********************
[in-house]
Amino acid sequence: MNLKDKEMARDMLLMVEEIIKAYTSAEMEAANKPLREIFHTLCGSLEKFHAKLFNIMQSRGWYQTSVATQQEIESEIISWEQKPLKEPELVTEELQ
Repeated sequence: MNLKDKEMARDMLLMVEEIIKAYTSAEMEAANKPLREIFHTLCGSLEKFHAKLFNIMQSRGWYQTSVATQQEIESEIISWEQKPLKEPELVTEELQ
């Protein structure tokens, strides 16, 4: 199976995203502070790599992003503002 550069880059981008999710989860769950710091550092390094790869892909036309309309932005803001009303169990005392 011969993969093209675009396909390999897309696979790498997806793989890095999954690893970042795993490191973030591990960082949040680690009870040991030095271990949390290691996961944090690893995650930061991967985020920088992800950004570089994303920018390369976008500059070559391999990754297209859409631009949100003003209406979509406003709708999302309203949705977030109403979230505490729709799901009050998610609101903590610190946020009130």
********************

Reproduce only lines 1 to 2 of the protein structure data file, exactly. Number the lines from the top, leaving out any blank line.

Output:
[in-house]
Amino acid sequence: MNLKDKEMARDMLLMVEEIIKAYTSAEMEAANKPLREIFHTLCGSLEKFHAKLFNIMQSRGWYQTSVATQQEIESEIISWEQKPLKEPELVTEELQ